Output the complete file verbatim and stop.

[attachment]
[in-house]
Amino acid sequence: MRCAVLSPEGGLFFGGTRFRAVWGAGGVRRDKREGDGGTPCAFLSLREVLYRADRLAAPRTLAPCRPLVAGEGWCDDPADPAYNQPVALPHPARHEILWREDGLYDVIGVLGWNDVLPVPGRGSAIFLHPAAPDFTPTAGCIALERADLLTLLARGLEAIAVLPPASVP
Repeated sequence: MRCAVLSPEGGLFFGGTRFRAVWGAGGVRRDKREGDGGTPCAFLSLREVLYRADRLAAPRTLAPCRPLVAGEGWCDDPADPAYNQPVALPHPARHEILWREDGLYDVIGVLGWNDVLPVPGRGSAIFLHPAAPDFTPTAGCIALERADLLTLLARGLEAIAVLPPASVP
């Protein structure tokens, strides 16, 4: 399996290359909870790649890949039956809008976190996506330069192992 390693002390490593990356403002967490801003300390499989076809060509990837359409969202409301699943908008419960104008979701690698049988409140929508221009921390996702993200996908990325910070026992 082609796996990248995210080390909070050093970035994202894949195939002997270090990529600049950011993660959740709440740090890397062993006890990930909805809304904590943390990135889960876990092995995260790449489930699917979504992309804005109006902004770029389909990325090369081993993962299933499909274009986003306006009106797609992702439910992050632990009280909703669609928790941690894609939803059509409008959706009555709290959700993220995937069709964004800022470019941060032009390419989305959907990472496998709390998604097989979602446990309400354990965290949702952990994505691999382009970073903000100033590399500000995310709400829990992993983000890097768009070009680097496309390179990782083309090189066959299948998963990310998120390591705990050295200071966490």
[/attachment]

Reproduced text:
[in-house]
Amino acid sequence: MRCAVLSPEGGLFFGGTRFRAVWGAGGVRRDKREGDGGTPCAFLSLREVLYRADRLAAPRTLAPCRPLVAGEGWCDDPADPAYNQPVALPHPARHEILWREDGLYDVIGVLGWNDVLPVPGRGSAIFLHPAAPDFTPTAGCIALERADLLTLLARGLEAIAVLPPASVP
Repeated sequence: MRCAVLSPEGGLFFGGTRFRAVWGAGGVRRDKREGDGGTPCAFLSLREVLYRADRLAAPRTLAPCRPLVAGEGWCDDPADPAYNQPVALPHPARHEILWREDGLYDVIGVLGWNDVLPVPGRGSAIFLHPAAPDFTPTAGCIALERADLLTLLARGLEAIAVLPPASVP
């Protein structure tokens, strides 16, 4: 399996290359909870790649890949039956809008976190996506330069192992 390693002390490593990356403002967490801003300390499989076809060509990837359409969202409301699943908008419960104008979701690698049988409140929508221009921390996702993200996908990325910070026992 082609796996990248995210080390909070050093970035994202894949195939002997270090990529600049950011993660959740709440740090890397062993006890990930909805809304904590943390990135889960876990092995995260790449489930699917979504992309804005109006902004770029389909990325090369081993993962299933499909274009986003306006009106797609992702439910992050632990009280909703669609928790941690894609939803059509409008959706009555709290959700993220995937069709964004800022470019941060032009390419989305959907990472496998709390998604097989979602446990309400354990965290949702952990994505691999382009970073903000100033590399500000995310709400829990992993983000890097768009070009680097496309390179990782083309090189066959299948998963990310998120390591705990050295200071966490």